It was impossible to buy the well-priced euro-denominated bonds of London airport operator BAA in the USA as a retail investor, because they are not registered with the SEC. We have to wait until they have been trading at least 90 days. (I also misstated the net yield yesterday because of a typo. It is 4.495%.) The supposed flat world is full of regulatory barriers. My US bank, HSBC, was one of the underwriters, but I was still not allowed to buy.
While I allign my interests with those of my readers by not trading for my own global account except after I have posted articles for those who pay for it, I do suffer other conflicts of interest.
The new threat to my way of life comes from the growth of Boris Island. That is the joke name the British are giving to the plan to build a new London airport in the sandbanks of the Thames estuary east of London. The new airport would back up Heathrow's 5 overcrowded terminals and enable the British to connect more flights to growth markets in Asia.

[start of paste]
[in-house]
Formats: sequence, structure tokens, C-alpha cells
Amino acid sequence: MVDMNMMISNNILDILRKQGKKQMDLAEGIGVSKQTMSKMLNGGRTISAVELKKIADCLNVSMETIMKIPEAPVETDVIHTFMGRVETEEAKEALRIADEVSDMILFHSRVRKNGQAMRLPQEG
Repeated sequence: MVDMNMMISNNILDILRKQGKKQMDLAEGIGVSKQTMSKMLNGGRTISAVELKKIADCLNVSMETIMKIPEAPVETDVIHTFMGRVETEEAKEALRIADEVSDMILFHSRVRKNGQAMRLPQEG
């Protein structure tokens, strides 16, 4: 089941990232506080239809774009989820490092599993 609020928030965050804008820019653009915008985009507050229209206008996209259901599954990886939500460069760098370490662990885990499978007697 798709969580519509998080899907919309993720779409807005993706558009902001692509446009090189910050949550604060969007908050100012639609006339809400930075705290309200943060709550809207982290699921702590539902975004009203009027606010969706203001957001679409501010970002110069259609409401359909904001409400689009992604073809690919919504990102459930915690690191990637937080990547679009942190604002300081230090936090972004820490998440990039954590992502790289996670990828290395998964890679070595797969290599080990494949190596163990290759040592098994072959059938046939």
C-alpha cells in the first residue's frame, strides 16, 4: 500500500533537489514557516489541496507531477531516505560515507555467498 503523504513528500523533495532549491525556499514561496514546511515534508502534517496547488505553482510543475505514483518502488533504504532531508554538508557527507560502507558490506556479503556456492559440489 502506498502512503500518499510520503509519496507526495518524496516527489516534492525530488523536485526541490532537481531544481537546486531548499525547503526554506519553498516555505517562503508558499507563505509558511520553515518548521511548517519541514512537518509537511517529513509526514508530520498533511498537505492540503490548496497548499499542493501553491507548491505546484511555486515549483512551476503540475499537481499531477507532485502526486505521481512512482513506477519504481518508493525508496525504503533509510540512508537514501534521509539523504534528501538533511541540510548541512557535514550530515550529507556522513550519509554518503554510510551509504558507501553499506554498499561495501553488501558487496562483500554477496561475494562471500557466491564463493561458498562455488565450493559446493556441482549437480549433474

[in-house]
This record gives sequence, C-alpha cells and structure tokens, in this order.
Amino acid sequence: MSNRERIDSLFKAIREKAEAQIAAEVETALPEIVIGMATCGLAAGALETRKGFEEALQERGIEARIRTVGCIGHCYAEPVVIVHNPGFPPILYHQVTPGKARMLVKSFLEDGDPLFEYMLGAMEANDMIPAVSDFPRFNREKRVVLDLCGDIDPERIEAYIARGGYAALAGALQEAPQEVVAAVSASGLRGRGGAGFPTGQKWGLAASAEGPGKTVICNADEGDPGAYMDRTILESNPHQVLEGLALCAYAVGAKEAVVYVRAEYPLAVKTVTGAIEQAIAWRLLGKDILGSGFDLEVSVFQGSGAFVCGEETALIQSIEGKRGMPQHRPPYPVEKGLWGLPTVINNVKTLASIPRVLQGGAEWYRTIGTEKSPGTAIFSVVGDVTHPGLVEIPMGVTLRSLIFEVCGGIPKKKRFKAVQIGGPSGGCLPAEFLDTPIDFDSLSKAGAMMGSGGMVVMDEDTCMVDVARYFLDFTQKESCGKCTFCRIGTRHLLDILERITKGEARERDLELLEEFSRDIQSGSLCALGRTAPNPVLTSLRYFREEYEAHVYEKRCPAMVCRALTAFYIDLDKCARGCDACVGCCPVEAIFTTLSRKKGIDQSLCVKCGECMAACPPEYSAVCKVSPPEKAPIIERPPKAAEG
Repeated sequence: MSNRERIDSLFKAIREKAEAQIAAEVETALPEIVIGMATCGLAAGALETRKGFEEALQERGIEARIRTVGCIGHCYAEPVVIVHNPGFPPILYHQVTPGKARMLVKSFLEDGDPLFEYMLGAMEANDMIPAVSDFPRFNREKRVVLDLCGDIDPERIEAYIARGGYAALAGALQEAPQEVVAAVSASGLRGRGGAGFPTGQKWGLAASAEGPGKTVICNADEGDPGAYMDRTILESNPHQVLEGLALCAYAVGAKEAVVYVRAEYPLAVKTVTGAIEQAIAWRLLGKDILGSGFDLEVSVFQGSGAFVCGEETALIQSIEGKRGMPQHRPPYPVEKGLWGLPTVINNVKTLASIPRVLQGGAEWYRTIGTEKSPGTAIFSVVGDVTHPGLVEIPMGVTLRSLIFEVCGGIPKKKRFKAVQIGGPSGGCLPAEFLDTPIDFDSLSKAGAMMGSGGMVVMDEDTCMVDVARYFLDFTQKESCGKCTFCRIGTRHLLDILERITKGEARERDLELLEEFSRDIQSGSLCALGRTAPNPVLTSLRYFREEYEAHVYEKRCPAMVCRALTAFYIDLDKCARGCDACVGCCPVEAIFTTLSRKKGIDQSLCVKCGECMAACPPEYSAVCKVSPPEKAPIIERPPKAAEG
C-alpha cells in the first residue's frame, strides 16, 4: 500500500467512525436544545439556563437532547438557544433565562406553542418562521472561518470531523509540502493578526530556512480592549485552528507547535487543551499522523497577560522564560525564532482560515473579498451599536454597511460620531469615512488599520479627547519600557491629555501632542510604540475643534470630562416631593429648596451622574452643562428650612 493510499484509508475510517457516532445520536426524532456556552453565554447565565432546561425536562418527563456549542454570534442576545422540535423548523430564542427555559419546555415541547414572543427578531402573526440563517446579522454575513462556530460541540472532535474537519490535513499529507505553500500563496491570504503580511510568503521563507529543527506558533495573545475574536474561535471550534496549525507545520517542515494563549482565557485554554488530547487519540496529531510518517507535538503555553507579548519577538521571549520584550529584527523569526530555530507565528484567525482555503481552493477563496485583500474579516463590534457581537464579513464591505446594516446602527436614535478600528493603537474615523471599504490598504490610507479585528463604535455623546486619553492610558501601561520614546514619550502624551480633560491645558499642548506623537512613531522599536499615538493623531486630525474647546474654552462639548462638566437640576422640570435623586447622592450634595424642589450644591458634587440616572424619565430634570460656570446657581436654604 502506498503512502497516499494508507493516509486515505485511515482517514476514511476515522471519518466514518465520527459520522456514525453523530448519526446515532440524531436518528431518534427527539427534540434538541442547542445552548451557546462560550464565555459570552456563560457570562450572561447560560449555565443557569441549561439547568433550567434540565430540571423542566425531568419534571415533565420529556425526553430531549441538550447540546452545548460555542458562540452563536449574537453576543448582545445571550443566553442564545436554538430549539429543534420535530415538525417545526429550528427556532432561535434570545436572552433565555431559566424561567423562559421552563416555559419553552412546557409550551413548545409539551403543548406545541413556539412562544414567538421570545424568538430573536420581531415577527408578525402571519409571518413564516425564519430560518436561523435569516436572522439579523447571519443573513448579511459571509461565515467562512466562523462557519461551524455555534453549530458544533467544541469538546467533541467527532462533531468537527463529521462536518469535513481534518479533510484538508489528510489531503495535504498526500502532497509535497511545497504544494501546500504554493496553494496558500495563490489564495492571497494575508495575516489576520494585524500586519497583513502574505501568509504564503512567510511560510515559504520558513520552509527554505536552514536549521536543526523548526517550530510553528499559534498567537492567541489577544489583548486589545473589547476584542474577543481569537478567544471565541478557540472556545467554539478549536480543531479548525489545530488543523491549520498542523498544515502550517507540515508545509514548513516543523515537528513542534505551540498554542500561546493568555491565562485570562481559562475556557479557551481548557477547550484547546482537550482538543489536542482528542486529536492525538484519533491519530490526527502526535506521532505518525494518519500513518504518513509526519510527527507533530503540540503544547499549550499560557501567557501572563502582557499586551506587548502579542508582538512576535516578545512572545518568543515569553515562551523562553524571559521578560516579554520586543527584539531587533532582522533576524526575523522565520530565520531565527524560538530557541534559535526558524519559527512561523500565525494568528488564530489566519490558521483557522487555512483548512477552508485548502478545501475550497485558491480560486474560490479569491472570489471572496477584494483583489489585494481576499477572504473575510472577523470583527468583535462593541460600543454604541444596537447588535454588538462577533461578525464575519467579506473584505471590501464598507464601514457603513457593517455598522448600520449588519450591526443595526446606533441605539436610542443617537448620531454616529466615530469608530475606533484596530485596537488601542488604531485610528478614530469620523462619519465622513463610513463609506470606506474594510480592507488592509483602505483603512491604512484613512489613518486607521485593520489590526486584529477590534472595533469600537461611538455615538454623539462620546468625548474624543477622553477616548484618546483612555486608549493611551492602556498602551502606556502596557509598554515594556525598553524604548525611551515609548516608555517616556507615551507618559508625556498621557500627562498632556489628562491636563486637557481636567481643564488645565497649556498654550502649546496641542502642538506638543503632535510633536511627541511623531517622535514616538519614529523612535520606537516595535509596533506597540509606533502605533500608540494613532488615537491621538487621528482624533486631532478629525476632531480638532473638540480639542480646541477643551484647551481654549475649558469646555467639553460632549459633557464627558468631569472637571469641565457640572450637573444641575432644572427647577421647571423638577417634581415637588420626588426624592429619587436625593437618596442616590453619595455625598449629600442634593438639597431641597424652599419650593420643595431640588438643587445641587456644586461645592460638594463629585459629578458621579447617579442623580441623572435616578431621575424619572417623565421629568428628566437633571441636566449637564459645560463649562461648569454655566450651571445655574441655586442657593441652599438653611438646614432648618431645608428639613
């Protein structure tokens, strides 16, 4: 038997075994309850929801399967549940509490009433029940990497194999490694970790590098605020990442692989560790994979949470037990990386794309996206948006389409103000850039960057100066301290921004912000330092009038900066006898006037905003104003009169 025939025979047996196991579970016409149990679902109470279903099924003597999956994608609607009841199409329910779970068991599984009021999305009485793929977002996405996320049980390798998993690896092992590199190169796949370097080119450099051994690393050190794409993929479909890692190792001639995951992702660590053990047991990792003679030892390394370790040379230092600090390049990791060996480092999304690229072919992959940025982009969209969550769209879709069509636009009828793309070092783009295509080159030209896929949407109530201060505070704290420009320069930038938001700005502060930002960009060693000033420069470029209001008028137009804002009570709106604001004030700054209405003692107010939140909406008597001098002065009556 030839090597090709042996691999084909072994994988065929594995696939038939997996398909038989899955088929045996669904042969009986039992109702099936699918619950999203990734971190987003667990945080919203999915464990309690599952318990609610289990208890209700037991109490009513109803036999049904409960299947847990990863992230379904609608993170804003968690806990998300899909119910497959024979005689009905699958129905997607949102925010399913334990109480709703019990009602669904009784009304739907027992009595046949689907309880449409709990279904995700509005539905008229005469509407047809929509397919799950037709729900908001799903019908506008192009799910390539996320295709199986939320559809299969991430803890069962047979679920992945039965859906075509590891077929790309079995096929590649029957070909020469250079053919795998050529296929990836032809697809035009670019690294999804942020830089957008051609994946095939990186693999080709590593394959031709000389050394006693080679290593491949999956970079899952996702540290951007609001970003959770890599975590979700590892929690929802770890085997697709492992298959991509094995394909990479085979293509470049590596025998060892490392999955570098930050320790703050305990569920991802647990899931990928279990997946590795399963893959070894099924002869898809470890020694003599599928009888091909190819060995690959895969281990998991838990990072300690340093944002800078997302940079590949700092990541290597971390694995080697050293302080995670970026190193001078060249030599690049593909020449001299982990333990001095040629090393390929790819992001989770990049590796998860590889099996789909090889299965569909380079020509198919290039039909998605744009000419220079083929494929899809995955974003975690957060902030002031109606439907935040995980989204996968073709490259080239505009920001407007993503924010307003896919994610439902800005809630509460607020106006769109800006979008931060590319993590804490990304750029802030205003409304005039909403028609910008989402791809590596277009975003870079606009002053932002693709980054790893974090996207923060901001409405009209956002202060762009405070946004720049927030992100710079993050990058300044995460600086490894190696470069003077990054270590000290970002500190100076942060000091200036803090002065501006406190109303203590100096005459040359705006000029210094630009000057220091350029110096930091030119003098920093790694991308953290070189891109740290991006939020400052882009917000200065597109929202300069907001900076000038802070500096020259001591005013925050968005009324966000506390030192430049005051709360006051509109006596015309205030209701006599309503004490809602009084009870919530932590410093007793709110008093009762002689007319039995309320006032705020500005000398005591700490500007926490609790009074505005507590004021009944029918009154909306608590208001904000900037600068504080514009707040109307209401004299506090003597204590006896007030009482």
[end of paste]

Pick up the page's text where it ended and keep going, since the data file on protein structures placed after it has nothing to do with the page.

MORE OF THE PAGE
The news comes on a day when markets are focused on London airports. For someone with a pied-a-terre in east London the good news is that connecting to my main base in NYC will be easier without a 90 minute train journey to Heathrow. (As we commute constantly back and forth we do not indulge in taxis to and from JFK or Heathrow, but use public transport.) But I fear the gentle lap of the waters I hear at Mudchute Manor, our London flat, will be drowned out by planes overhead.
The focus on airports is because BAA Funding Ltd., a holding co. for U.K. airport operator BAA, owned by Grupo Ferrovial SA of Spain, today priced a euros 700 mn, senior secured 5-yr bond. Underwriters are BNP Paribas SA, Lloyds PLC, Banco Santander SA, and HSBC Holdings PLC. The yield is 280 basis point over euro midswap, or 4.375%, but the bond came out at 99.85% of par so the yield is 4.9%. This is a bit on the high side for an S&P/Fitch A minus issue. The tranches start at euros 1000 so retail investors can buy. Unlike normal US bonds, interest is paid only annually. You have to pay for the bonds by Jan. 25 in euros in London.